For 60 years, Israel has tried to become recognized as a legitimate nation in the Middle East. Today, it is clear that this ambition has failed.
The reason for this failure is the idea that recognition could be achieved on the basis of military supremacy. In the 1940s, at a time when scores of countries were colonies dominated by European powers this might have been a realistic plan. Today, it is not. English rule in India and across Africa has been abolished. French rule in Algeria and West Africa too. South Africa's attempt to uphold white supremacy has been shattered, as has Soviet dominance over Easter Europe and the Baltic states.
Israel, however, still tries to uphold a system of colonial rule in Palestine. Legitimate owners of land in Palestine are prevented from returning to their home villages. Instead individuals who are deemed to have a desired ethnic origin are allowed full citizenship.
The legal foundation for today’s Israel is a UN decision made in the late 1940s. At that time, UN was an organization ruled by European colonial powers: England, France, the Soviet Union, and the United States (Puerto Rico). Although the UN decision gives a strong foundation Western support for Israel, it is questionable if the UN ruling really is binding for states in the Middle East that did not consent.
For 60 years Israel has, supported by the military might of the United States, tried to achieve a recognition by its neighbors, and also an acceptance of continued expansion of Israel territory. This ambition has failed, and in my view, this makes it necessary to consider if the very idea of ethnically-based Jewish nation in the Middle-East should be abandoned.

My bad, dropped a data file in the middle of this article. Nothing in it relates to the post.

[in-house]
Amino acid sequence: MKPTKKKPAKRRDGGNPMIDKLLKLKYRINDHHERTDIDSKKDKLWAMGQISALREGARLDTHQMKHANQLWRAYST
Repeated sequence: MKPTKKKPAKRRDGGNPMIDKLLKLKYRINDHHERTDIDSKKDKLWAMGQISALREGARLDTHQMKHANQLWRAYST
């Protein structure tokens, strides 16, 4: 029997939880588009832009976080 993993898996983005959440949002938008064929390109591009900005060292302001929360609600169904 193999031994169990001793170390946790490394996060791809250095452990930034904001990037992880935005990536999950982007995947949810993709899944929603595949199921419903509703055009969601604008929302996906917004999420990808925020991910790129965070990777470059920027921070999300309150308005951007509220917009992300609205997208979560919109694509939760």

For many years, the desirability of a two-state solution of the Palestinian conflict has been dogmatically presented as the only realistic option. Israel's failure to reverse its settlement policies on the West Bank, however, has undone the feasibility of a two-state solution. Instead, it is time for the international community to withdraw it's support for an ethnic Jewish state in the Middle East.
The alterative is an ethnically integrated Palestine. The Israelis fear that an ethnically integrated Palestine would lead to increased insecurity. But is this fear really justified? The abolishment of apartheid did not lead to a racial war.
Achieving a peaceful ethnically integrated Palestine will not be easy, but there are many examples of situations where violent ethnic conflict have been transformed into conditions of peaceful co-existence. Why not in Palestine?
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New York Times OPINION
Video Library Player: Bloggingheads: Israel's End?
Glenn Loury of Brown University and Ann Althouse of the University of Wisconsin Law School debate the Israeli-Palestinian endgame.